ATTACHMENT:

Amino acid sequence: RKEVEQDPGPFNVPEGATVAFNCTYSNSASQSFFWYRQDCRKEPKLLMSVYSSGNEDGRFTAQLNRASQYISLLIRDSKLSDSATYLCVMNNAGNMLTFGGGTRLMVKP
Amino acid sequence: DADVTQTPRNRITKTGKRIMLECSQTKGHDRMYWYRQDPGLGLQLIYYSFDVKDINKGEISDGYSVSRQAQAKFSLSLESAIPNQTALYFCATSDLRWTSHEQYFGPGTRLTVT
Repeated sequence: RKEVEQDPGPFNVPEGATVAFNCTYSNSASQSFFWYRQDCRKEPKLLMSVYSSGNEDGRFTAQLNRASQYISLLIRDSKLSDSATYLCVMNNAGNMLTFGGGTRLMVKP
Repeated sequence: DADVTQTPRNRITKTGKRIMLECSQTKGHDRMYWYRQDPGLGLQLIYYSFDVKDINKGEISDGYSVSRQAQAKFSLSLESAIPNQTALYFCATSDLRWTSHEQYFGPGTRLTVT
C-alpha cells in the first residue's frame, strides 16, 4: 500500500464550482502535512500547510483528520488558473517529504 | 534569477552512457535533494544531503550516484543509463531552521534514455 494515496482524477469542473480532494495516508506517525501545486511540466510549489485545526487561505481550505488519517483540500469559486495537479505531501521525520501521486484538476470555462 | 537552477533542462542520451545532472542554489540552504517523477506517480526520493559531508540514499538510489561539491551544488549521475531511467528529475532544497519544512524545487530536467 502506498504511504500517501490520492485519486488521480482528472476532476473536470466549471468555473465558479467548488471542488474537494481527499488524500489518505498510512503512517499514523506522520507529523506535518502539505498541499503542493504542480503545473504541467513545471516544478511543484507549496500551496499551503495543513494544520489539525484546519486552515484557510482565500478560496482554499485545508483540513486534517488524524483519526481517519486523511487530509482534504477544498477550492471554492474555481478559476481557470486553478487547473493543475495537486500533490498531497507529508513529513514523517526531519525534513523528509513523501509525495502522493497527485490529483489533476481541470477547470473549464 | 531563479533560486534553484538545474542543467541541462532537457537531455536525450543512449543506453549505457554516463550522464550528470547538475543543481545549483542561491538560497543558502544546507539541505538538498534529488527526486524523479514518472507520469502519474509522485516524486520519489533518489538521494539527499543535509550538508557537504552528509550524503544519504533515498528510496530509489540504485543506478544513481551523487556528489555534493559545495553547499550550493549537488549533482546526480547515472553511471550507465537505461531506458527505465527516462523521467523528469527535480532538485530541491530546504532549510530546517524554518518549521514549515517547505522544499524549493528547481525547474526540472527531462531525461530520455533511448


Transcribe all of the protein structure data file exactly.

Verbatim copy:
Amino acid sequence: RKEVEQDPGPFNVPEGATVAFNCTYSNSASQSFFWYRQDCRKEPKLLMSVYSSGNEDGRFTAQLNRASQYISLLIRDSKLSDSATYLCVMNNAGNMLTFGGGTRLMVKP
Amino acid sequence: DADVTQTPRNRITKTGKRIMLECSQTKGHDRMYWYRQDPGLGLQLIYYSFDVKDINKGEISDGYSVSRQAQAKFSLSLESAIPNQTALYFCATSDLRWTSHEQYFGPGTRLTVT
Repeated sequence: RKEVEQDPGPFNVPEGATVAFNCTYSNSASQSFFWYRQDCRKEPKLLMSVYSSGNEDGRFTAQLNRASQYISLLIRDSKLSDSATYLCVMNNAGNMLTFGGGTRLMVKP
Repeated sequence: DADVTQTPRNRITKTGKRIMLECSQTKGHDRMYWYRQDPGLGLQLIYYSFDVKDINKGEISDGYSVSRQAQAKFSLSLESAIPNQTALYFCATSDLRWTSHEQYFGPGTRLTVT
C-alpha cells in the first residue's frame, strides 16, 4: 500500500464550482502535512500547510483528520488558473517529504 | 534569477552512457535533494544531503550516484543509463531552521534514455 494515496482524477469542473480532494495516508506517525501545486511540466510549489485545526487561505481550505488519517483540500469559486495537479505531501521525520501521486484538476470555462 | 537552477533542462542520451545532472542554489540552504517523477506517480526520493559531508540514499538510489561539491551544488549521475531511467528529475532544497519544512524545487530536467 502506498504511504500517501490520492485519486488521480482528472476532476473536470466549471468555473465558479467548488471542488474537494481527499488524500489518505498510512503512517499514523506522520507529523506535518502539505498541499503542493504542480503545473504541467513545471516544478511543484507549496500551496499551503495543513494544520489539525484546519486552515484557510482565500478560496482554499485545508483540513486534517488524524483519526481517519486523511487530509482534504477544498477550492471554492474555481478559476481557470486553478487547473493543475495537486500533490498531497507529508513529513514523517526531519525534513523528509513523501509525495502522493497527485490529483489533476481541470477547470473549464 | 531563479533560486534553484538545474542543467541541462532537457537531455536525450543512449543506453549505457554516463550522464550528470547538475543543481545549483542561491538560497543558502544546507539541505538538498534529488527526486524523479514518472507520469502519474509522485516524486520519489533518489538521494539527499543535509550538508557537504552528509550524503544519504533515498528510496530509489540504485543506478544513481551523487556528489555534493559545495553547499550550493549537488549533482546526480547515472553511471550507465537505461531506458527505465527516462523521467523528469527535480532538485530541491530546504532549510530546517524554518518549521514549515517547505522544499524549493528547481525547474526540472527531462531525461530520455533511448